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CONLANG  February 2004, Week 1

CONLANG February 2004, Week 1

Subject:

Re: Common World Idioms

From:

Barbara Barrett <[log in to unmask]>

Reply-To:

Constructed Languages List <[log in to unmask]>

Date:

Thu, 5 Feb 2004 12:06:29 -0000

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>Steve Said;
> Im curious about idioms, if anyone knows any good
> links that look at the very common idioms, such that
> most people in the world can understand them.
>
> By idioms, im generally thinking of ones used in
> common speech, like "caught red-handed" or "take the
> bait" etc.

Barbara Babbles;
Hmmm. As idiom is both culture and language related I'd be surprised if you
find any that all the peoples of the world have in common; very surprised
indeed.

But I do so *like* being surprised ;-)

Rahter than the idiom itself, you might find there are idioms that have the
same meaning from different languages; EG;
English: "Giving a monkey the key to the bannana plantation"
Arabic: "Sending a lion to gaurd the goats"

These have the same meaning, but are different idioms.

I think what you are more likely to find is that there are common elements
of of the human experience which many cultures have their own idiom for. But
that's not the same thing as a common idiom is it?

Have you considered that there are often several idioms with the same
meaning?
EG:
Caught with his trousers down.
Caught with his nuts in the fire.
Caught in the act.
etc etc.

Which in most english speaking locáls are understood. but not always. For
example; In Ulster the term "Red Handed" means "protestant" so "caught red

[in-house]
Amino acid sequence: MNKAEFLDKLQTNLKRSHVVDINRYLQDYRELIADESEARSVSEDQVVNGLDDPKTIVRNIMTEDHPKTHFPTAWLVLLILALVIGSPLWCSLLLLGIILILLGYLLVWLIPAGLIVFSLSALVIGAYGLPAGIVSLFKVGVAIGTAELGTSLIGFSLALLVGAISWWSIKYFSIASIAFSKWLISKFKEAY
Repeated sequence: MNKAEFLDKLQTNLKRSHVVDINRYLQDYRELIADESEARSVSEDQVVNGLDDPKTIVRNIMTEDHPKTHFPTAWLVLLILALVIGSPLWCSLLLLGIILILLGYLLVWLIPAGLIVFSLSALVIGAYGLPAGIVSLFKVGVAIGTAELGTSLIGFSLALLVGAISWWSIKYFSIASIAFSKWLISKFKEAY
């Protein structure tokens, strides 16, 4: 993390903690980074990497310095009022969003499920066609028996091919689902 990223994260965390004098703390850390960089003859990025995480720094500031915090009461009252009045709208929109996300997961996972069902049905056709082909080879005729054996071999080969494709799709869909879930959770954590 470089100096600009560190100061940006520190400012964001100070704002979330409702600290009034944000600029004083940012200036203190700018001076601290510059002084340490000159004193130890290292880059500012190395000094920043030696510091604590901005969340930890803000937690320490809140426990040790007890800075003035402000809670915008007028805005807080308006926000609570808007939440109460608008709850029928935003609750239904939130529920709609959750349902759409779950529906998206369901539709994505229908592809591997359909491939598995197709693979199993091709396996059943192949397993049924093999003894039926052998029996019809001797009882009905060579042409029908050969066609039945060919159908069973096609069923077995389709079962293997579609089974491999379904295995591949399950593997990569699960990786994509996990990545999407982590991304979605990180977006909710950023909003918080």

handed" could mean several things from a Protestant found out pretending to
be Catholic, or a self professed moderate loyalist caught out expousing hard
line loyalist views. Nowadays of course with exposure to national and
international TV/fims etc the idiom would be understood in its intended
meaning if spoken by a non-ulsterfolk, but if an ulsterperson used it, it
would cause confusion. Likewise how whould you interpret the ulster idiom of
someone being "very black"? and who or what is a "black bastard"?

Well, "very black" means fundamentalist protestant - from a hard line lodge
of the Orange Order who wear black sashs at their meetings and on their
marches, and a "Black Bastard" is a policeman to whom you've taken a dislike
for one reason or another - from the time when the police force in ulster
wore black uniforms (current uniforms are dark green, and have been sine the
1940s, but the idiom persists). No way could either of these be universal!

In my time I've had several books of translations of Proverbs; Arab
Proverbs, Irish Proverbs, French Proverbs, Japanese Proverbs, Native
american Proverbs; etc etc ("Proverb" seems to be the popular usage term for
"idiom" these days) and I've frequently been amazed at how many idioms from
very differnent languages and cultrues have the same meanings even although
the idioms themselves have been very different. One the other hand I've also
been delighted to discover idioms unique to the cultures that produced them
yet nevertheless illustrate a human condition that all cultures share but no
one else has a Proverb for!

perhaps you should begin your quest with books on local Proverbs, or speific
Googles, eg; "Proverbs, Indian" etc.

Barbara

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